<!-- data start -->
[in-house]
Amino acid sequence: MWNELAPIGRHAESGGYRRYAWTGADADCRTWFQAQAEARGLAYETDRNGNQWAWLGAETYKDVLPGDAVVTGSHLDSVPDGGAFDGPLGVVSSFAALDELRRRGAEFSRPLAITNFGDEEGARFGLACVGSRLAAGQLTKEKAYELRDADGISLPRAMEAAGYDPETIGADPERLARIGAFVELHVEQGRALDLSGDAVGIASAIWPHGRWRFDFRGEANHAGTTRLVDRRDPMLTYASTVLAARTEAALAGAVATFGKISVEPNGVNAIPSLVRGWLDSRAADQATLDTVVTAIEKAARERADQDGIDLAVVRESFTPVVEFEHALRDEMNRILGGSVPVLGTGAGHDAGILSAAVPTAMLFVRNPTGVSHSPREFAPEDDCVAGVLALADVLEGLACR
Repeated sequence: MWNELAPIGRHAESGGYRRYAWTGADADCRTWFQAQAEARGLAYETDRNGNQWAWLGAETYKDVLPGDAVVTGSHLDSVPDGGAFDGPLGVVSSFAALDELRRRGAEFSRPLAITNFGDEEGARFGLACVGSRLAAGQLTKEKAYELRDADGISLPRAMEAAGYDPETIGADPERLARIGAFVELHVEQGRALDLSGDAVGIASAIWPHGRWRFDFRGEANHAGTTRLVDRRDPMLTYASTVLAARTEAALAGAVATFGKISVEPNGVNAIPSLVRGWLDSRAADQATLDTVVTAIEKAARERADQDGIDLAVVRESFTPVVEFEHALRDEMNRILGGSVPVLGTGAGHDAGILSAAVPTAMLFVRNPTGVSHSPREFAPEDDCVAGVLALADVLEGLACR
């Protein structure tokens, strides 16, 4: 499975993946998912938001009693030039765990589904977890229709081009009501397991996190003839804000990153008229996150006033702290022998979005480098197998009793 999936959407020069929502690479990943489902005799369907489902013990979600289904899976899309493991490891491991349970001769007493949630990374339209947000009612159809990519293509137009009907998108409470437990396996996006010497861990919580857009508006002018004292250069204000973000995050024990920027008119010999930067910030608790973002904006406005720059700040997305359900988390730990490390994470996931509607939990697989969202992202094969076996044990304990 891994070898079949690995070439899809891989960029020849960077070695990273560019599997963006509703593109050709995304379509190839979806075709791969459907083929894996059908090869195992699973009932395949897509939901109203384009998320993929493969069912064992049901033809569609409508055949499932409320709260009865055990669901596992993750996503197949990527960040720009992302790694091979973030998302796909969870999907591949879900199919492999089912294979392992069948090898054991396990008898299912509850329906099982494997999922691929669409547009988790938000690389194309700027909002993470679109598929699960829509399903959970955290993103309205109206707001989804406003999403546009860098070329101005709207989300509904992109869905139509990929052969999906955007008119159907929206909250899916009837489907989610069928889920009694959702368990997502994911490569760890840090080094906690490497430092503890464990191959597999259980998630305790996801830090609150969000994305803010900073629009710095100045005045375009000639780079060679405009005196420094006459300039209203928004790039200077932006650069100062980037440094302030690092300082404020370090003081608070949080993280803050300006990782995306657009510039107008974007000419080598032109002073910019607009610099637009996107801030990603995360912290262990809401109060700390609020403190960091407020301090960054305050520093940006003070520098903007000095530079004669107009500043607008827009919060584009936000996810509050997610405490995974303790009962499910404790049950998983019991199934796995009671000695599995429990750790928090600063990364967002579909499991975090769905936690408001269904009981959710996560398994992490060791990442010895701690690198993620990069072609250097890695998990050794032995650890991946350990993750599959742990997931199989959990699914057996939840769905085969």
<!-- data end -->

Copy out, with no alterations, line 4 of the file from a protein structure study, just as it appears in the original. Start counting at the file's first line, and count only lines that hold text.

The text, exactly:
């Protein structure tokens, strides 16, 4: 499975993946998912938001009693030039765990589904977890229709081009009501397991996190003839804000990153008229996150006033702290022998979005480098197998009793 999936959407020069929502690479990943489902005799369907489902013990979600289904899976899309493991490891491991349970001769007493949630990374339209947000009612159809990519293509137009009907998108409470437990396996996006010497861990919580857009508006002018004292250069204000973000995050024990920027008119010999930067910030608790973002904006406005720059700040997305359900988390730990490390994470996931509607939990697989969202992202094969076996044990304990 891994070898079949690995070439899809891989960029020849960077070695990273560019599997963006509703593109050709995304379509190839979806075709791969459907083929894996059908090869195992699973009932395949897509939901109203384009998320993929493969069912064992049901033809569609409508055949499932409320709260009865055990669901596992993750996503197949990527960040720009992302790694091979973030998302796909969870999907591949879900199919492999089912294979392992069948090898054991396990008898299912509850329906099982494997999922691929669409547009988790938000690389194309700027909002993470679109598929699960829509399903959970955290993103309205109206707001989804406003999403546009860098070329101005709207989300509904992109869905139509990929052969999906955007008119159907929206909250899916009837489907989610069928889920009694959702368990997502994911490569760890840090080094906690490497430092503890464990191959597999259980998630305790996801830090609150969000994305803010900073629009710095100045005045375009000639780079060679405009005196420094006459300039209203928004790039200077932006650069100062980037440094302030690092300082404020370090003081608070949080993280803050300006990782995306657009510039107008974007000419080598032109002073910019607009610099637009996107801030990603995360912290262990809401109060700390609020403190960091407020301090960054305050520093940006003070520098903007000095530079004669107009500043607008827009919060584009936000996810509050997610405490995974303790009962499910404790049950998983019991199934796995009671000695599995429990750790928090600063990364967002579909499991975090769905936690408001269904009981959710996560398994992490060791990442010895701690690198993620990069072609250097890695998990050794032995650890991946350990993750599959742990997931199989959990699914057996939840769905085969």